The government’s ‘consultation’ on the reintroduction of imperial measurements is a cynical exercise under the guise of ‘choice’.
How do you feel about the possible return of the imperial system of measurement? Stamping your foot? Inching towards despair? Or thrilled because you can’t fathom why we ever accepted the alien metric tyranny in the first place?
Whatever your reaction, you might be assuming that a responsible government would start by finding out whether it’s a change that people actually want – or to put it in terms of this last week’s debate, is the crowd booing or cheering?
You would certainly then be pleased to learn that the Office for Product Safety and Standards and the Department for Business, Energy and Industrial Strategy have jointly launched an open consultation on the matter, entitled ‘Choice on units of measurement: marking and sales’, to which we’re all invited to contribute via a response form.
Democracy at work, you may think. Sadly, no, not by any measure.
The consultation response form
Here it is:
Even if you’re a big fan of pounds and ounces, you can probably detect a certain bias in these questions. To put it bluntly, the ‘choice’ being offered is, to paraphrase Henry Ford’s famous comment, “You can choose to buy and sell goods in any measurements you want as long as they’re imperial”.
By googling the word ‘consultation’ to find out in what sense these cynical and manipulative questions might have been thought to fit the bill, I came across a guidance note published in 2016 by the Australian government’s Department of the Prime Minister and Cabinet. Entitled ‘Best Practice Consultation’, it will enable us to analyse the many levels on which our own government’s response form is an extremely, one suspects deliberately, poor example.
Inaccessible, meaningless and devious
- First of all, a consultation should be accessible. Stakeholders should be readily able to contribute to policy.
If you clicked on the response form, you will have noted that it needs to be downloaded, saved, filled in and uploaded again, all requiring digital resources and skill.
- A consultation is an opportunity to seek ‘meaningful’ contributions to the decision-making process and plays a role in ensuring that ‘every practical and viable policy alternative has been considered’.
You might imagine that the real policy alternative on which our opinion would be sought would be the option to stick with the metric status quo, a course of action we might describe as exemplary in its practicality and viability. However, there is no question in which that is offered.
Q1 makes clear from the outset that what’s on offer is imperial, and the only alternatives are minor variations on that theme. So, some items will be ‘prioritised’ for this and some perhaps ‘excluded’, but imperial will be the norm (Q1c) and metric optional.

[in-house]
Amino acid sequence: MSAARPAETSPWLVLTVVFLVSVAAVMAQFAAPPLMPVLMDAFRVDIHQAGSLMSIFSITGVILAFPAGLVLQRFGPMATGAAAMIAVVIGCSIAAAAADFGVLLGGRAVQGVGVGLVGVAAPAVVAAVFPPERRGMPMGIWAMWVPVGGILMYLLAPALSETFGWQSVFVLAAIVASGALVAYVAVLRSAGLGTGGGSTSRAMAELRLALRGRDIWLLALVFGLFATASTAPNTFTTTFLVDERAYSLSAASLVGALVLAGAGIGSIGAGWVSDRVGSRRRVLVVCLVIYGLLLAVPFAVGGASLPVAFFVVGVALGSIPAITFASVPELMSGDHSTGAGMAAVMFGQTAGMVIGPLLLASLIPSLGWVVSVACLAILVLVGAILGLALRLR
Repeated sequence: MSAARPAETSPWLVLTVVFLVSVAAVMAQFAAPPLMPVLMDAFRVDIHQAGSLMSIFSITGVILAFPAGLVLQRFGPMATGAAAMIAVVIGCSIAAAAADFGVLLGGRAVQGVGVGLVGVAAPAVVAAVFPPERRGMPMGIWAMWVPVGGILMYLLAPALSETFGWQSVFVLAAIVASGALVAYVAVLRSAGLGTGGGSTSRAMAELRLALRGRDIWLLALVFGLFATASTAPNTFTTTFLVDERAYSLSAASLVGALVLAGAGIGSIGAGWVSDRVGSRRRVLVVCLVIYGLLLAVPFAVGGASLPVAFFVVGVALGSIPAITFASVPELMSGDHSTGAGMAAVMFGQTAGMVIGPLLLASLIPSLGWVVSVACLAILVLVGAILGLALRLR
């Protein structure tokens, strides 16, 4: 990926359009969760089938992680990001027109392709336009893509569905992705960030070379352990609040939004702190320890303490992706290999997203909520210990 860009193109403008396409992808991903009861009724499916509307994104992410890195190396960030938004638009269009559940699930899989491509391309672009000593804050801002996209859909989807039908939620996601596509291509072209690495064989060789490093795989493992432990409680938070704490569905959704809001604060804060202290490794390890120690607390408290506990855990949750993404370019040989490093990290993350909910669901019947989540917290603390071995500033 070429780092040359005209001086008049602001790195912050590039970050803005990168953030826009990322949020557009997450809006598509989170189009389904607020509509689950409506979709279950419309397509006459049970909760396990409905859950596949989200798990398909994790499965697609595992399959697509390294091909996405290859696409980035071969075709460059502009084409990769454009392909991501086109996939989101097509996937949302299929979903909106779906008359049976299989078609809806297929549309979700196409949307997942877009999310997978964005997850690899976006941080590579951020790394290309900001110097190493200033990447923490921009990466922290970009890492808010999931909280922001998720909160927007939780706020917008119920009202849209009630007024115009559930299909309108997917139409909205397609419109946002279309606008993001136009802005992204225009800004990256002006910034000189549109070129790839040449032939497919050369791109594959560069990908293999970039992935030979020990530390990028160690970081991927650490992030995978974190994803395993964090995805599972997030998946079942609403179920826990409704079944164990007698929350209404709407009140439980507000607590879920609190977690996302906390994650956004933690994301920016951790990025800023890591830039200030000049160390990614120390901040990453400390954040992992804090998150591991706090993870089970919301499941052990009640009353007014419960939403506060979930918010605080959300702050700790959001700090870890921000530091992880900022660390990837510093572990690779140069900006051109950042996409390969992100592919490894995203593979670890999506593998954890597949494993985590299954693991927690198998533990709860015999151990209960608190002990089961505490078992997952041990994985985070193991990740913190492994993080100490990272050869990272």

Q2 makes a further cynical pretence of giving us ‘alternatives’ – we can ‘choose’ whether to shop in imperial units or in imperial units with the ‘less prominent’ metric equivalent alongside.
But if your opinion is that the system we have now is fine, you will be prevented from making what you would regard as a meaningful contribution.
- Overall, the response form fails to meet the important criterion of transparency, according to which stakeholders should be made aware if a decision has already been taken.
It’s clear from the questions that a decision has indeed been taken. When the introduction to the consultation website says the government “plans to provide a choice on weights and measures”, what it actually means is “We’ve decided that imperial measures will be compulsory, but you can choose whether you want metric alongside”. But this is not explicitly stated. Instead, the questions try to manipulate us into thinking we will have chosen this for ourselves. After all, who doesn’t want “freedom” (Q2)?
So, where we might have expected a full public consultation, the response form is a devious, post-decision means of ensuring complicity with a measure we have not properly been consulted on.
Metric vs imperial: culture war latest
A recent book, Beyond Measure by James Vincent, has a chapter entitled ‘The Battle of the Standards: metric vs imperial and metrology’s culture wars’. We can perhaps hope that the current reinvigoration of the battle is too obvious an example of red meat culture warfare to be taken seriously by the majority of people and that the proposal will quietly be dropped.
Businesses won’t need it to be pointed out that, as Vincent recounts, measurements were standardised in the first place because “If neighbouring regions used different units … it stymied trade”. We surely have enough barriers to trade with our nearest neighbours without adding another one!
The response form has expandable text boxes for answers, so perhaps we can use these to express any views we might hold on the matter. It may seem a trivial thing, but culture wars are cumulative and, as we know with this government, give them an inch and they’ll take a mile.
As Vincent says, “Measurement is a tool that reinforces what we find important in life, what we think is worth paying attention to. The question, then, of who gets to make those choices is of the utmost importance”. In this case, it should be us.
The consultation closes on 26 August 2022.